By Peter A Nelson, Agro-Tech Communications
Throughout the course of 1999, the following 10 areas of development appeared to be the most consequential in relation to the emerging agri-fiber industry. Agri-fibers include abaca, bagasse, corn stover, flax, industrial hemp, kenaf, rice straw, switchgrass and wheat straw; with potential markets as varied as composites, specialty pulps, plastics and non-wovens.
I have summarized the year’s significant events, based on their ability to give us a perspective on trends that will likely be relevant in the future, while showing sustained growth and strength in 1999. In all cases, I have tried to portray direct relevance to the agri-fiber industry, while providing both the negatives and the positives as they occurred. All 10 developments are considered equally important, although I personally think that the internet has probably been the most influential and beneficial to the industry.
Since the mid-1990s, the internet and its use in marketing and business communication, has grown significantly on an annual basis. In October of 1999, Ag Fiber Technology News reported that a total of 29 percent of U.S. farms had internet access in 1998 versus 13 percent in 1997. In addition, 77 percent of farms with sales of $250,000 or more have access to a computer, with 52 percent having internet access. In the blossoming agri-fiber industry, the internet is quickly becoming the tool of choice to relay data, make sales and communicate project goals. Because the agri-fiber industry is still in its early stages, and spread out around the world, the internet has become the practical, low-cost solution to globally communicate about different materials, their characteristics and inherent logistical considerations. A host of internet services and websites started in 1999, including the Agro-Tech Communications site – agrotechfiber.com. These sites are performing tasks as varied as retail sales, research dissemination and interbusiness networking.
2. Mergers and Acquisitions
One of the most important stories of the year for the future of the agri-fiber industry was the continued mergers and acquisitions among major agribusiness corporations. By the end of 1999, CNH had become the new trading symbol for the largest agricultural tractor manufacturer in the world, formed in a merger of Case Corporation and New Holland. CNH will be based in Europe with US headquarters in Wisconsin. Monsanto worked on merging with Delta Pine throughout the year and sold Stoneville Seed to achieve regulatory approval for the merger. Monsanto recently dropped its bid for Delta&Pine, but is also reportedly considering selling off its agribusiness divisions to focus on pharmaceuticals. In Europe, Zeneca and Novartis split off their agribusiness divisions to form a new life sciences company, making it the largest in the world. Watch for continued agribusiness acquisitions and consolidations in 2000, while evaluating agribusiness purchases to ensure quality and sourcing.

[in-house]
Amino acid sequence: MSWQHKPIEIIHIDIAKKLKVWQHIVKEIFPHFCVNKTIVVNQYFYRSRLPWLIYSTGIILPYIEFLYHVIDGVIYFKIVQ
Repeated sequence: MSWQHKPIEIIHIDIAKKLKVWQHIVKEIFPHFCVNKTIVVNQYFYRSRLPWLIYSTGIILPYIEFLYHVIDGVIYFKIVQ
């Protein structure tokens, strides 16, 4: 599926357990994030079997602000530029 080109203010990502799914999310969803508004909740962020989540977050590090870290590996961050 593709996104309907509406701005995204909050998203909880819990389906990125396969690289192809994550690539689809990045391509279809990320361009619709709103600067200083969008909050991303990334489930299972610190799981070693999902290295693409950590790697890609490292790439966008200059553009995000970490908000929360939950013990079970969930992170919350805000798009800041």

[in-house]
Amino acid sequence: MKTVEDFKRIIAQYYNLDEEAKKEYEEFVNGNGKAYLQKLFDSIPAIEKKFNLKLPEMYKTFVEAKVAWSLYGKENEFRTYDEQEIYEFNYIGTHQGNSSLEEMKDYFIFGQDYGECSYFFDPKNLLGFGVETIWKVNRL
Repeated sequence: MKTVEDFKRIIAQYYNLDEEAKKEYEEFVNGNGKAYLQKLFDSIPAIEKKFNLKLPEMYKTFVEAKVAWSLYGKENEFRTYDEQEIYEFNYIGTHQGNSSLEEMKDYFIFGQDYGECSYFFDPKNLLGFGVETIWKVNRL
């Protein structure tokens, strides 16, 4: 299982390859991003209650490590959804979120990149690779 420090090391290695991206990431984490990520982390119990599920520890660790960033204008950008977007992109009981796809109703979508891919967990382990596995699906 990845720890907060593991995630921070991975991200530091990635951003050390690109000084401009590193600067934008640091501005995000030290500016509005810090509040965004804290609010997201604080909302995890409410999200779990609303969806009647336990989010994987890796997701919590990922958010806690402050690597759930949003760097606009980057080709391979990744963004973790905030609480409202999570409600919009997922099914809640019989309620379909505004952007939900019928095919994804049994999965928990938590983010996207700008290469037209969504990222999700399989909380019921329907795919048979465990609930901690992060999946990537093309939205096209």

3. Biotechnology (GMOs)
Biotechnology became a big topic in the United States in 1999, through worldwide activism against genetically engineered crops. Protests were staged around the world, with extensive media coverage of the WTO meeting in Seattle and in Washington at the end of the year. However, polls have continued to show that U.S. consumers are not responding to the anti-biotechnology campaign and are indifferent when making product choices. Legislation to require labeling of genetically engineered foods is currently being considered. Although the technology may require more research, there are extensive benefits that could emerge for the agri-fiber industry. These could include crops with higher cellulose content and other desired characteristics.
4. Aerospace Applications
NASA advancements in many technologies have achieved applications in the agri-fiber industry this year. New Holland, in conjunction with NASA, is developing robotic technologies for use in farm applications. Precision farming, the use of GPS/GIS to manage crop production, continues to grow at a rapid pace. In addition, some agri-fiber companies are using precision farming technologies to estimate yields, provide harvesting and handling data and supervise other parts of agri-fiber production.
5. Innovative Environmental Companies
Two major U.S. companies, Crane & Co. and Interface Carpet, continued to pave the way in environmental integrity and the utilization of agri-fibers in their products. Crane & Co., Inc. is the oldest paper mill in the United States and has been operating since 1801. In 1999, the company launched the Continuum line of environmental papers that includes paper made from cotton, industrial hemp and kenaf. Crane is the sole manufacturer of U.S. currency paper and is one of the only paper mills to receive ISO1400 certification in 1999. Interface Research Corp. is the largest commercial carpet tile manufacturer in North America. Their CEO, Ray Anderson, is developing a world-renowned reputation for environmental integrity within industry. Interface is developing many revolutionary processes including the introduction in June of 2000 a line of natural fiber carpet made from industrial hemp and other agri-fibers. The leadership of these two companies points to industrial trends of the future, as more companies begin to weigh the environmental benefits of agri-fibers in manufacturing.